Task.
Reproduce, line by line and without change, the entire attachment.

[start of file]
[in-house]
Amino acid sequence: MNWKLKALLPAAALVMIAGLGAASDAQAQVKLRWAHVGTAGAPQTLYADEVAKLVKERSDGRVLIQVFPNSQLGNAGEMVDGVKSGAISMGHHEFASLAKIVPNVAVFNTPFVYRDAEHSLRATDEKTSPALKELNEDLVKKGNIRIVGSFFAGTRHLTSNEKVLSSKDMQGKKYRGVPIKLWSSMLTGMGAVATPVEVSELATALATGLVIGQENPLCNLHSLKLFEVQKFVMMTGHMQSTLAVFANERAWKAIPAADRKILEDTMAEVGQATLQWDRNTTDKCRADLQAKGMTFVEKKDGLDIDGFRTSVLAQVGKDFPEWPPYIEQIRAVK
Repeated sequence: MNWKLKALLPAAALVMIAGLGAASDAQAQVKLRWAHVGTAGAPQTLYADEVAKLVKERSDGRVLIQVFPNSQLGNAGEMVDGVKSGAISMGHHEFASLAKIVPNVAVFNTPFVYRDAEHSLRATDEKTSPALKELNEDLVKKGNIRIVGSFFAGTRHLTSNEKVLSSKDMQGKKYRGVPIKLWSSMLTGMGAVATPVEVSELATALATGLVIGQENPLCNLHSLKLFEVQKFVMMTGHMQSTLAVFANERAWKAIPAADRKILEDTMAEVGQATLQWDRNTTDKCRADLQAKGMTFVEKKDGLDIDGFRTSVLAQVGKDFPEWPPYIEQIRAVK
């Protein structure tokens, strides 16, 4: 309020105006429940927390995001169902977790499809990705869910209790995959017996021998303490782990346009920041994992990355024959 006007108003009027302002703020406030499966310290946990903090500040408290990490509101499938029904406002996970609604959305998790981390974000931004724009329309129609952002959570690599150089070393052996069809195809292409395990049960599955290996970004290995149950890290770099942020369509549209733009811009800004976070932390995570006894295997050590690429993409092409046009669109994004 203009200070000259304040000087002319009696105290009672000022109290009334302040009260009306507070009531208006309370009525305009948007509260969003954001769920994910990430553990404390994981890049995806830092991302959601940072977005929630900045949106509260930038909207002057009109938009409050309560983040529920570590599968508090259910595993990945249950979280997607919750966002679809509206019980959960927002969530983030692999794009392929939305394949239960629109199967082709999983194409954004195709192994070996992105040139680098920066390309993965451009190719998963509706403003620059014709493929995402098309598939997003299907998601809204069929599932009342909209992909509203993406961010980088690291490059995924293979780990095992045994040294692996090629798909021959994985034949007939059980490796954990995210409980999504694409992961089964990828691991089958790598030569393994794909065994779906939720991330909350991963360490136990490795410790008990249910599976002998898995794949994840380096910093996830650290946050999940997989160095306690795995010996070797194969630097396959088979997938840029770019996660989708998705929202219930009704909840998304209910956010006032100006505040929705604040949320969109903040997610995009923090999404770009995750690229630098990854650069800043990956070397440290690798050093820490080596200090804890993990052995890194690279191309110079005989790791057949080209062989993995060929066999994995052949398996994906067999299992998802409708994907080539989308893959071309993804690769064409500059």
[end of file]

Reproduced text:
[in-house]
Amino acid sequence: MNWKLKALLPAAALVMIAGLGAASDAQAQVKLRWAHVGTAGAPQTLYADEVAKLVKERSDGRVLIQVFPNSQLGNAGEMVDGVKSGAISMGHHEFASLAKIVPNVAVFNTPFVYRDAEHSLRATDEKTSPALKELNEDLVKKGNIRIVGSFFAGTRHLTSNEKVLSSKDMQGKKYRGVPIKLWSSMLTGMGAVATPVEVSELATALATGLVIGQENPLCNLHSLKLFEVQKFVMMTGHMQSTLAVFANERAWKAIPAADRKILEDTMAEVGQATLQWDRNTTDKCRADLQAKGMTFVEKKDGLDIDGFRTSVLAQVGKDFPEWPPYIEQIRAVK
Repeated sequence: MNWKLKALLPAAALVMIAGLGAASDAQAQVKLRWAHVGTAGAPQTLYADEVAKLVKERSDGRVLIQVFPNSQLGNAGEMVDGVKSGAISMGHHEFASLAKIVPNVAVFNTPFVYRDAEHSLRATDEKTSPALKELNEDLVKKGNIRIVGSFFAGTRHLTSNEKVLSSKDMQGKKYRGVPIKLWSSMLTGMGAVATPVEVSELATALATGLVIGQENPLCNLHSLKLFEVQKFVMMTGHMQSTLAVFANERAWKAIPAADRKILEDTMAEVGQATLQWDRNTTDKCRADLQAKGMTFVEKKDGLDIDGFRTSVLAQVGKDFPEWPPYIEQIRAVK
């Protein structure tokens, strides 16, 4: 309020105006429940927390995001169902977790499809990705869910209790995959017996021998303490782990346009920041994992990355024959 006007108003009027302002703020406030499966310290946990903090500040408290990490509101499938029904406002996970609604959305998790981390974000931004724009329309129609952002959570690599150089070393052996069809195809292409395990049960599955290996970004290995149950890290770099942020369509549209733009811009800004976070932390995570006894295997050590690429993409092409046009669109994004 203009200070000259304040000087002319009696105290009672000022109290009334302040009260009306507070009531208006309370009525305009948007509260969003954001769920994910990430553990404390994981890049995806830092991302959601940072977005929630900045949106509260930038909207002057009109938009409050309560983040529920570590599968508090259910595993990945249950979280997607919750966002679809509206019980959960927002969530983030692999794009392929939305394949239960629109199967082709999983194409954004195709192994070996992105040139680098920066390309993965451009190719998963509706403003620059014709493929995402098309598939997003299907998601809204069929599932009342909209992909509203993406961010980088690291490059995924293979780990095992045994040294692996090629798909021959994985034949007939059980490796954990995210409980999504694409992961089964990828691991089958790598030569393994794909065994779906939720991330909350991963360490136990490795410790008990249910599976002998898995794949994840380096910093996830650290946050999940997989160095306690795995010996070797194969630097396959088979997938840029770019996660989708998705929202219930009704909840998304209910956010006032100006505040929705604040949320969109903040997610995009923090999404770009995750690229630098990854650069800043990956070397440290690798050093820490080596200090804890993990052995890194690279191309110079005989790791057949080209062989993995060929066999994995052949398996994906067999299992998802409708994907080539989308893959071309993804690769064409500059």